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For a personal record, this marks the third time I've reviewed Beyond the Permafrost since 2008. Initially I had given it a good score but complained that the tracks were too samey, and the second time was just a short two paragraph blurb on Metal Crypt that I honestly didn't put much effort into because I just hadn't written anything in a while and wanted to get something out (Sorry Michel). Since then, I've been haunted by the memory of that first review. How many times had I listened to this album before crapping out a quick review during my poor (but productive) era? Like... twice? That's the only explanation for how a 17 year old version of myself could seriously manage to listen to this and come to the conclusion that it lacks variety. Not only is this Skeletonwitch's most varied album by a long shot in hindsight (this was their newest album when I reviewed it previously), but it's one of the most blatantly varied thrash records in recent memory, with more nods to black metal and shreddy trad metal than pretty much any other band in the genre.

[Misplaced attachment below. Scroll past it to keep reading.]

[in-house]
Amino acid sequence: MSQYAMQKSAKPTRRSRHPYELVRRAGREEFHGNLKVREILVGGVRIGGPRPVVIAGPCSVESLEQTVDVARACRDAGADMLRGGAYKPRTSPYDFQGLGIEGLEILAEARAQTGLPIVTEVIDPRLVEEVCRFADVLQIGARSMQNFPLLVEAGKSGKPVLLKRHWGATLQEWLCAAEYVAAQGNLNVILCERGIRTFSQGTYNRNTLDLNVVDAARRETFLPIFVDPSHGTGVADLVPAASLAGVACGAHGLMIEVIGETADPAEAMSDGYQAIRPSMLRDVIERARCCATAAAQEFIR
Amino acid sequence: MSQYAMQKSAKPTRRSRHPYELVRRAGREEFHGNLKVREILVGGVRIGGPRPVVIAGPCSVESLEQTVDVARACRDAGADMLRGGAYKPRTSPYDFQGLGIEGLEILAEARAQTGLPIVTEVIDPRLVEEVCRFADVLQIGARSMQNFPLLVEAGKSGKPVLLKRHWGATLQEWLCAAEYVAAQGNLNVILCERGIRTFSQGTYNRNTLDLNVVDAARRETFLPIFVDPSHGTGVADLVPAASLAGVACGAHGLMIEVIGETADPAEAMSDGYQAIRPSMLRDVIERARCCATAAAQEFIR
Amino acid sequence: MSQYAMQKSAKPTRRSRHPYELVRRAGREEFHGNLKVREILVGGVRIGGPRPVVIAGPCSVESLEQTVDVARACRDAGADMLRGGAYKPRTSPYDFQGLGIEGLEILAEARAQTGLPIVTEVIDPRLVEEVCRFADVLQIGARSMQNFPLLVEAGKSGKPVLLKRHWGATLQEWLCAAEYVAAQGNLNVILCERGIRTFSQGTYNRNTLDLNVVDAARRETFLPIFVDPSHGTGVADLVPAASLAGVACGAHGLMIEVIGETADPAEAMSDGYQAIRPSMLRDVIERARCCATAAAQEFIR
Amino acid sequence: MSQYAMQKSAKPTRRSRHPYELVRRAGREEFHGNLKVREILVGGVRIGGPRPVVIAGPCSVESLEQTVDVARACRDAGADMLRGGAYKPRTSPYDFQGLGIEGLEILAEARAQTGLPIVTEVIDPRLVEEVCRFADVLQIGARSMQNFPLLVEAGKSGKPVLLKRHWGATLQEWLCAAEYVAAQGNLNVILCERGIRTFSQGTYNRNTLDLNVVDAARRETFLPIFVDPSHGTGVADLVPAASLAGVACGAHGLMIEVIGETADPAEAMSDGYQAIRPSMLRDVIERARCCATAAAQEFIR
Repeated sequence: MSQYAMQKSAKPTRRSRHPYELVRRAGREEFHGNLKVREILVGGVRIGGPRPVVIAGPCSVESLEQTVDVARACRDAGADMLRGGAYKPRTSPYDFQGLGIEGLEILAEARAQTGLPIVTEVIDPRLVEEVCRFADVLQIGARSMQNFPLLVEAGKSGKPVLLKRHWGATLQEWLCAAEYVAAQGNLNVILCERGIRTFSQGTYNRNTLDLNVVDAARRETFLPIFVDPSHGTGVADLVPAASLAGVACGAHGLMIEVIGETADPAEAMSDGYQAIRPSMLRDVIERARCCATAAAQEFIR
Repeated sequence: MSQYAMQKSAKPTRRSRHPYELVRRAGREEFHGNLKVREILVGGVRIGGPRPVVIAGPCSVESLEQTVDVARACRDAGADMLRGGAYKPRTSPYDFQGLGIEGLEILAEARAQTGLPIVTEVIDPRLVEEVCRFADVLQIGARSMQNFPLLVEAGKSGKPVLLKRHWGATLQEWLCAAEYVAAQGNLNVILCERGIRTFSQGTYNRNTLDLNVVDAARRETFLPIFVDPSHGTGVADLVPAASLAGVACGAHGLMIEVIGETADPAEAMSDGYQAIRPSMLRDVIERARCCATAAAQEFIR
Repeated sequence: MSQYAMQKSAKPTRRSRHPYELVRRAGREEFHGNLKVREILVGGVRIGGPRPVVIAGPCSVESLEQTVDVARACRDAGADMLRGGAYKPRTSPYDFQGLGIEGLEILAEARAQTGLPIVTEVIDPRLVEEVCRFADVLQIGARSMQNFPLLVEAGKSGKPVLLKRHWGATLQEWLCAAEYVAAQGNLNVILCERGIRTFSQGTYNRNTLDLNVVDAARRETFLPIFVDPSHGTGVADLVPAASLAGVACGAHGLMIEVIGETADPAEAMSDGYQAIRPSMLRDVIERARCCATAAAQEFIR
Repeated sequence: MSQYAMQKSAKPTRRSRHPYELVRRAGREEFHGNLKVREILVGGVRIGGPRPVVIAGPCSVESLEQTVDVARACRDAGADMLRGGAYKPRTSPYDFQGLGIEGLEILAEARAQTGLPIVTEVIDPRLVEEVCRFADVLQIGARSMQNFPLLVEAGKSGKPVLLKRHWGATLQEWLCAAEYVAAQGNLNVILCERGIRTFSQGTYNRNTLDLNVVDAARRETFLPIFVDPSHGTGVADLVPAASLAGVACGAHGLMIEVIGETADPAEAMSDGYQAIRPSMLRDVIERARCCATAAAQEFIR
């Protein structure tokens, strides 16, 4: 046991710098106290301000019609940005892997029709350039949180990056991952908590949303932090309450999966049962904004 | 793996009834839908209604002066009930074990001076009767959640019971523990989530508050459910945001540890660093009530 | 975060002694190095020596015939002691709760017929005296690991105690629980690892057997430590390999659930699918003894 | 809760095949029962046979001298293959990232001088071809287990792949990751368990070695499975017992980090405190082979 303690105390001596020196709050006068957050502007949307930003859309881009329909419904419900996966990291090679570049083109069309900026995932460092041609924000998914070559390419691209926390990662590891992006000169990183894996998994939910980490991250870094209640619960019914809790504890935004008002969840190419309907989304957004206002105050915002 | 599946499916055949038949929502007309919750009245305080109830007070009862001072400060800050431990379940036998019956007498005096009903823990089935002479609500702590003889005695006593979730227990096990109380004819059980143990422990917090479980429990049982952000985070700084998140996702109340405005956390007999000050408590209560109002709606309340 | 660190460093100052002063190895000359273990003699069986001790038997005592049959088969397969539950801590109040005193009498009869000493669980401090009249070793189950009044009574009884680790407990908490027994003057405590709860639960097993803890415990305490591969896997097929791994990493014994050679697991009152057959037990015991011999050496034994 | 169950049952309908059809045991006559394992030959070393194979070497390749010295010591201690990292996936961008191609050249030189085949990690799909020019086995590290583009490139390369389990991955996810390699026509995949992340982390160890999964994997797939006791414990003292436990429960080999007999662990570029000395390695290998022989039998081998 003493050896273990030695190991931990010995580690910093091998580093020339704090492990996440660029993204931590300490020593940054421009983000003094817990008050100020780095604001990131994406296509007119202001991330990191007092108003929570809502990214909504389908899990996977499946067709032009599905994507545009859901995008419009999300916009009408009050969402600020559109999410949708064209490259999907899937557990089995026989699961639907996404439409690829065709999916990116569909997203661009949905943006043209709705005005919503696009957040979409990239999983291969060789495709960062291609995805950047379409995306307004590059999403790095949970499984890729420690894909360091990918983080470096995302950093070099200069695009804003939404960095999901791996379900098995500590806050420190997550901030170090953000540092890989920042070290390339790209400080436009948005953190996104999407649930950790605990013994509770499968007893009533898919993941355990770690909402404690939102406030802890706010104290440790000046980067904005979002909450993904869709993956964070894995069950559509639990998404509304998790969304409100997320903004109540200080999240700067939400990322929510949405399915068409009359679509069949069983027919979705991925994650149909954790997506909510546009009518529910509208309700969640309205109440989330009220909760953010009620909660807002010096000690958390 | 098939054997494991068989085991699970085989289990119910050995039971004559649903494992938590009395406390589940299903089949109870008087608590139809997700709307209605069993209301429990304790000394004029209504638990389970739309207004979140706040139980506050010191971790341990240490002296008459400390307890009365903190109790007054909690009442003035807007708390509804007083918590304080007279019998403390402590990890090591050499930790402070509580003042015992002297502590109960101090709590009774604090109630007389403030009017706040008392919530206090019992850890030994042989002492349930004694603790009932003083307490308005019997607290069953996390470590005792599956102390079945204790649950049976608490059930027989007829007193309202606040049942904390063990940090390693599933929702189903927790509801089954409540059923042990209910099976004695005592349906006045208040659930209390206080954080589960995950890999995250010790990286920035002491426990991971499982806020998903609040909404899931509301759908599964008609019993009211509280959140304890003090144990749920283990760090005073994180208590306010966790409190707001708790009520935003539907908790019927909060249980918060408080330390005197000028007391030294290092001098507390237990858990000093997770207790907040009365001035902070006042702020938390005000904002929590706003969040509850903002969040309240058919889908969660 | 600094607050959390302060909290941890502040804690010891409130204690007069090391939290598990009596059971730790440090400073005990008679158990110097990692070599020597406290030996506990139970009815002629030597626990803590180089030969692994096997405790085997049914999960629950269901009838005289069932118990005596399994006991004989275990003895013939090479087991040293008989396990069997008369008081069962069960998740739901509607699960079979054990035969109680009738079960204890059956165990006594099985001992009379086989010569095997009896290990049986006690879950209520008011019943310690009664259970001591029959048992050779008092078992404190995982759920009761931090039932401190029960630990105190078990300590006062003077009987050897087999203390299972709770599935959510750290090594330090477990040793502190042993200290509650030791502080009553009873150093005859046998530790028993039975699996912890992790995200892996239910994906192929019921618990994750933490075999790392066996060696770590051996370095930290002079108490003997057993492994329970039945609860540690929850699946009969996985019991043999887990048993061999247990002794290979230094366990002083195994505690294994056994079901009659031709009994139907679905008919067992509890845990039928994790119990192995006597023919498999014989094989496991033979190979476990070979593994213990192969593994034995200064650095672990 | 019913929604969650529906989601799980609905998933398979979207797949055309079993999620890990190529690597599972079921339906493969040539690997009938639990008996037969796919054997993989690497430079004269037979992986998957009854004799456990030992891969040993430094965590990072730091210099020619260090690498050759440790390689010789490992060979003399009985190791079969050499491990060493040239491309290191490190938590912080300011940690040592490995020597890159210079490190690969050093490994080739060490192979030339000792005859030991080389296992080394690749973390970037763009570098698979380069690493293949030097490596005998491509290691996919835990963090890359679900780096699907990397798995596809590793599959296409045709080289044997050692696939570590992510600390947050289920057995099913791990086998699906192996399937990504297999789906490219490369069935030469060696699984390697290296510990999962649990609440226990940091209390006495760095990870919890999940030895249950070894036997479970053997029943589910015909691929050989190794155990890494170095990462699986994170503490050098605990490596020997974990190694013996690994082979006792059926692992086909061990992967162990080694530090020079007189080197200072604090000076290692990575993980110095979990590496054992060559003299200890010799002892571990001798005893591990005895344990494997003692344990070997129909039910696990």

Skeletonwitch belongs to the trio of bands that tend to get classified as retro thrash that I never, ever agreed with. To me, retro thrash is a tag reserved for bands who are doomed to hopelessly relive the 80s via staunchly opposing new and creative ideas. Bands like Violator and Fueled by Fire and Merciless Death whatnot who spend roughly 100% of their recorded material wishing upon a star that they could have been in Exodus. Bands like Cross Examination who try so desperately to capture the same lightning in the same bottle that Municipal Waste have, despite playing the style of music long after it became a popular and established genre again, thus making them look like yet another band of trendsters. These three bands who get grouped in with this semi-derogatory movement of retro thrash are Vektor, Exmortus, and Skeletonwitch. Vektor are worlds away from a majority of the silly movement they get lumped in with due to the fact that they're so far removed from the silly cliches that populate the scene. Not only are their lyrical themes unique, but their style of writing is so much more thought out and, dare I say, intellectual than most of the Havok's in the world that there really is no comparison. Exmortus should be obvious why they don't belong. Thrash is merely one component of their masterful blend of styles, and I'm hesitant to even consider it as their main style (Beyond the Fall of Time never happened in my universe, don't shatter my fragile psyche), they just tend to tour with a lot of silly thrash bands due to the band's connections/friendships and the fact that they hail from southern California.